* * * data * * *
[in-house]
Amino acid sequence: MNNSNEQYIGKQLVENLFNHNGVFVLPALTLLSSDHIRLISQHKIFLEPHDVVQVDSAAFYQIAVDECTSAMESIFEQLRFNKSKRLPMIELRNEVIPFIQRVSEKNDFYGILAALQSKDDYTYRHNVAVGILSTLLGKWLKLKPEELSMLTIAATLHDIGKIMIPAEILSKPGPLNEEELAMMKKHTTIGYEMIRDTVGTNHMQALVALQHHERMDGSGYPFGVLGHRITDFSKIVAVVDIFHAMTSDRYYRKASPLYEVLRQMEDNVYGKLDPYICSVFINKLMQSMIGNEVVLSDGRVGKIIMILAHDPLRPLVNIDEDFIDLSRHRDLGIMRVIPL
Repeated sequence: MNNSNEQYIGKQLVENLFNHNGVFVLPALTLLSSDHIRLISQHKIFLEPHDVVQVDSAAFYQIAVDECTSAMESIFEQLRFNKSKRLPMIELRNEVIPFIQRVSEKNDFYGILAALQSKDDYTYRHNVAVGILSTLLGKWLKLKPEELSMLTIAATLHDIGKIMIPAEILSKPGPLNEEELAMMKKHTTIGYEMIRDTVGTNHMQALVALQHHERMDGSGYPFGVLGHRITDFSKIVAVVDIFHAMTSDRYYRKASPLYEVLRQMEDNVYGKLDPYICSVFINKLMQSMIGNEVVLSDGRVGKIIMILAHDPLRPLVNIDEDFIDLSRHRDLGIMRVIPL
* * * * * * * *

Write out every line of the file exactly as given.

[in-house]
Amino acid sequence: MNNSNEQYIGKQLVENLFNHNGVFVLPALTLLSSDHIRLISQHKIFLEPHDVVQVDSAAFYQIAVDECTSAMESIFEQLRFNKSKRLPMIELRNEVIPFIQRVSEKNDFYGILAALQSKDDYTYRHNVAVGILSTLLGKWLKLKPEELSMLTIAATLHDIGKIMIPAEILSKPGPLNEEELAMMKKHTTIGYEMIRDTVGTNHMQALVALQHHERMDGSGYPFGVLGHRITDFSKIVAVVDIFHAMTSDRYYRKASPLYEVLRQMEDNVYGKLDPYICSVFINKLMQSMIGNEVVLSDGRVGKIIMILAHDPLRPLVNIDEDFIDLSRHRDLGIMRVIPL
Repeated sequence: MNNSNEQYIGKQLVENLFNHNGVFVLPALTLLSSDHIRLISQHKIFLEPHDVVQVDSAAFYQIAVDECTSAMESIFEQLRFNKSKRLPMIELRNEVIPFIQRVSEKNDFYGILAALQSKDDYTYRHNVAVGILSTLLGKWLKLKPEELSMLTIAATLHDIGKIMIPAEILSKPGPLNEEELAMMKKHTTIGYEMIRDTVGTNHMQALVALQHHERMDGSGYPFGVLGHRITDFSKIVAVVDIFHAMTSDRYYRKASPLYEVLRQMEDNVYGKLDPYICSVFINKLMQSMIGNEVVLSDGRVGKIIMILAHDPLRPLVNIDEDFIDLSRHRDLGIMRVIPL